Monday, February 11, 2013

"Help me...please...help me..."

On Wednesday, December 12th, at about 6:45pm, my wife called me and said in a desperate, breathless whisper, "Help me...please...help me..."

At first I thought her asshole boyfriend had hurt her and she needed to be brought to the hospital.  But then, as she repeated the same words again, I knew her life wasn't being threatened - she was just very depressed and somewhat drunk.

Slowly, detail by detail, Gabbie told me her latest story: she and her asshole boyfriend Charlie got into a fight; he went on a 48-hour drinking binge and ignored her calls; she eventually tracked him down and found him "doing coke with some druggie slut;"  he refused to leave the slut and come home.

In other words...the same old story.

Actually, I shouldn't say that.  There's been very little drunken drama for the past two years.  I'm just tired of the whole situation.  I want it to go away.

Charlie is a menace and a very real danger.  Gabbie needs to quit him but that's something she must genuinely want to do herself.  I can't do it for her.  So, until she's ready to get rid of him, I don't feel half as sorry for her as I do for myself...   

How did my life end up like this?  
Why is that asshole my problem?  
Why do I even have to hear about him?

With those thoughts flowing through my head, I consoled Gabbie as much as I could.  I assumed that's why she called in the first place.  The problem was, unless she was suddenly ready to take action, I didn't want to listen to two hours of complaints about Charlie.  Eventually I got tired of listening to her and said, "What are you going to do about this mess?"

"I want to come home."

WHAT?!

For seven long years I've waged a silent war with Charlie for her heart.  There have been many times - SO MANY TIMES - that I desperately wanted her to say something definitive and positive about me, and us.  For whatever reason, the words "I want to come home" hit that magic spot.  Suddenly, out of nowhere, visions of a happy, normal life with her flashed through my mind.  And in that normal life, all of the hurtful things in my current life were gone.  No Charlie.  No separation.  No gay thing.  No disappointed children.  And most powerfully of all: the possibility that she might want me back.  That thought instantly brought tears to my eyes.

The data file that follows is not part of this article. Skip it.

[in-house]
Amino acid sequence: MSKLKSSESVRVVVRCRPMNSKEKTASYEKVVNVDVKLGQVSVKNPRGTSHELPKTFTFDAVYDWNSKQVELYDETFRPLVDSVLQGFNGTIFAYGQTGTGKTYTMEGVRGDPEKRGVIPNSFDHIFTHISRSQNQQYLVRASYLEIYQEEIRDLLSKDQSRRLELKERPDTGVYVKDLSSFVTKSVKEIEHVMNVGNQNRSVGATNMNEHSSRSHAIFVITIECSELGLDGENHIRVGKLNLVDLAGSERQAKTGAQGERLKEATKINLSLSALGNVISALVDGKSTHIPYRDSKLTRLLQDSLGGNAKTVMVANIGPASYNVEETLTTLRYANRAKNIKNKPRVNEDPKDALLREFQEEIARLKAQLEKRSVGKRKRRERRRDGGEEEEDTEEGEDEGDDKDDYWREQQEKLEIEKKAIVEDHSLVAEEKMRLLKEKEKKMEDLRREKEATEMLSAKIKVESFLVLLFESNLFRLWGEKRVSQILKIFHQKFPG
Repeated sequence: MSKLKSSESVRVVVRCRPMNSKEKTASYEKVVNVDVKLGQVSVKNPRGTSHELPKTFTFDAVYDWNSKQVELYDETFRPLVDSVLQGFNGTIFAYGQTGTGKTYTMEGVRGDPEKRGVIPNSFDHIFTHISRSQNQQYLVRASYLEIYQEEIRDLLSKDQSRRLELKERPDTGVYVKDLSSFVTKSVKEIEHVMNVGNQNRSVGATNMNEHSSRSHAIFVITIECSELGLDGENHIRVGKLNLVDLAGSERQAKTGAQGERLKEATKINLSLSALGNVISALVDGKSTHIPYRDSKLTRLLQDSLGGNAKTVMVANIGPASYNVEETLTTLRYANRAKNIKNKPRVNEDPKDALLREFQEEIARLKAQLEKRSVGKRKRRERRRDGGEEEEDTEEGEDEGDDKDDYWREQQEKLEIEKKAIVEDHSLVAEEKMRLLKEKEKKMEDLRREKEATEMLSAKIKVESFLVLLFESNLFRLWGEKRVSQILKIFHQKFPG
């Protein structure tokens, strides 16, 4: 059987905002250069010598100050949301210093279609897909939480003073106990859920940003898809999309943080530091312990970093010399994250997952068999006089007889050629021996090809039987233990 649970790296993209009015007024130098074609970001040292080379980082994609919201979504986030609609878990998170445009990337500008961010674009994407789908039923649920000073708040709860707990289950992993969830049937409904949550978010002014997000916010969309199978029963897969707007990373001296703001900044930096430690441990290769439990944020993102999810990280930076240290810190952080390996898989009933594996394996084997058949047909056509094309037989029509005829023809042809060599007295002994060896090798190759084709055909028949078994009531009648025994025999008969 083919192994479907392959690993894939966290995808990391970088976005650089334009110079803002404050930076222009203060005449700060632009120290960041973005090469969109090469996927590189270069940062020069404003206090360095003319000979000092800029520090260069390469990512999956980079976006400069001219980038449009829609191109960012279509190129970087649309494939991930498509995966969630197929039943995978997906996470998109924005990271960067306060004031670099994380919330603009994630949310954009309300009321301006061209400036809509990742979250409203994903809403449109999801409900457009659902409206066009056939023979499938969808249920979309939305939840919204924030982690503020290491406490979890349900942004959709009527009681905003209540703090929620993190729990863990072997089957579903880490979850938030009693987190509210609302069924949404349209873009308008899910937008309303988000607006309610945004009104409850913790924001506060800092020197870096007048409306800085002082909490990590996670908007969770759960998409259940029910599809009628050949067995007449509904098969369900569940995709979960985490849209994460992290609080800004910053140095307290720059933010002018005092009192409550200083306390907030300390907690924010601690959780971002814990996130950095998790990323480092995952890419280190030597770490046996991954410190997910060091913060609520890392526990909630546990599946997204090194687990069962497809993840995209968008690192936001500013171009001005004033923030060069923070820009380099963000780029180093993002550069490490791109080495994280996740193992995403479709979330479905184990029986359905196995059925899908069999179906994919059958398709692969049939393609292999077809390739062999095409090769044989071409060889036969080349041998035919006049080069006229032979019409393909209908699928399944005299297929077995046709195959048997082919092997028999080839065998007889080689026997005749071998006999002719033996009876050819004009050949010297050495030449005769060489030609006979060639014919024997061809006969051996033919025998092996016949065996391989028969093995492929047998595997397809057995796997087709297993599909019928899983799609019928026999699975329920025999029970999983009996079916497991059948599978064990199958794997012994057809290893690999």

Sadly, my euphoria only lasted for a few seconds.  I've been down this path before.  More than once I've had big hopes that the long nightmare with Charlie was over, and each and every time I've been bitterly disappointed.

"What do you mean?" I asked her.

"I can't live with him anymore.  I'm miserable.  I'm so, so, so, so unhappy.  I want to come home."

We talked about that for a few minutes, but it was hard for me to take her seriously because she was still drunk.  I ended the conversation by telling her to get some rest and we'd talk more about her plans the next day.  After we hung up I wondered if she was serious or if she'd dismiss the whole idea in the morning.

Then I started thinking about what *I* wanted.

I realized that I don't want to spend the next 25 years with her.  I love her tremendously, stupidly even, but I've already spent 25 years supplanting who I am and what I'd like to do with my life, all in an effort to please her.  After two years of being separated and four months of actually living apart, I've come to realize that, in a very sick and twisted way, Charlie has been my savior.

The next day Gabbie was her normal cheery, intelligent and sober self.  Instead of a pathetic sobbing mess begging for help, she was a middle-aged professional woman telling me about her plans to move back in.  Because Charlie is such a disaster, I told her I'd welcome her back.  "And this time," I said, "if he causes ANY trouble at the house, even for a minute, I'm calling the police and filing a restraining order against him.  My patience is gone, and honestly, I'd love for him to test me, because I'll do whatever I can to get his ass hauled off to jail for good."  Gabbie told me she understood.

The plan was to move her things the following day, a Friday.  Charlie was scheduled to work, which was perfect as far as Gabbie was concerned, because she planned to leave without telling him.  I loved that idea.  I had big hopes that the shock of coming home and finding her gone would send him into a violent rage and he'd come looking for her.  Then I'd have my excuse to dial 9-1-1.

Because Gabbie was moving the next day, I needed to tell the kids what was happening.  I didn't want them to be stunned when they came home from school to find the house crammed with their mother's stuff.  Also, I was unsure how they'd react.  Would they be indifferent?  Happy?  Disappointed?  Mad?  Just about any reaction was possible.